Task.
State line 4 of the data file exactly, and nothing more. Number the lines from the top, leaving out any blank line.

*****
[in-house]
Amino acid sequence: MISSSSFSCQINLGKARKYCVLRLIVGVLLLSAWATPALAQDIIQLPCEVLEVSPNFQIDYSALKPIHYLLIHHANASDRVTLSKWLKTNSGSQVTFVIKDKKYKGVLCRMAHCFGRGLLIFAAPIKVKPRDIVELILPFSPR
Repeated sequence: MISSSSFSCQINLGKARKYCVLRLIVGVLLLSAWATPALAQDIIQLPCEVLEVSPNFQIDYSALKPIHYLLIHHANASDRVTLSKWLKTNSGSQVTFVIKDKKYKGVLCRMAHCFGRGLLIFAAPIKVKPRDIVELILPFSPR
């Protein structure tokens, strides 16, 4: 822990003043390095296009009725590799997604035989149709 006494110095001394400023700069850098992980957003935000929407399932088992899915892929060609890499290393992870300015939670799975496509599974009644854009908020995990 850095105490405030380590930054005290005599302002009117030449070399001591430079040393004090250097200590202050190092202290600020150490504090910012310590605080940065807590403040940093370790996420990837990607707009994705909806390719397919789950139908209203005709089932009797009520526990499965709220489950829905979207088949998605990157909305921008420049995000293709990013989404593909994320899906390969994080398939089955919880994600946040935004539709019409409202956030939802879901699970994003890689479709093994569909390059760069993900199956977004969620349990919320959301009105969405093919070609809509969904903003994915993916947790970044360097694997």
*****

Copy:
């Protein structure tokens, strides 16, 4: 822990003043390095296009009725590799997604035989149709 006494110095001394400023700069850098992980957003935000929407399932088992899915892929060609890499290393992870300015939670799975496509599974009644854009908020995990 850095105490405030380590930054005290005599302002009117030449070399001591430079040393004090250097200590202050190092202290600020150490504090910012310590605080940065807590403040940093370790996420990837990607707009994705909806390719397919789950139908209203005709089932009797009520526990499965709220489950829905979207088949998605990157909305921008420049995000293709990013989404593909994320899906390969994080398939089955919880994600946040935004539709019409409202956030939802879901699970994003890689479709093994569909390059760069993900199956977004969620349990919320959301009105969405093919070609809509969904903003994915993916947790970044360097694997």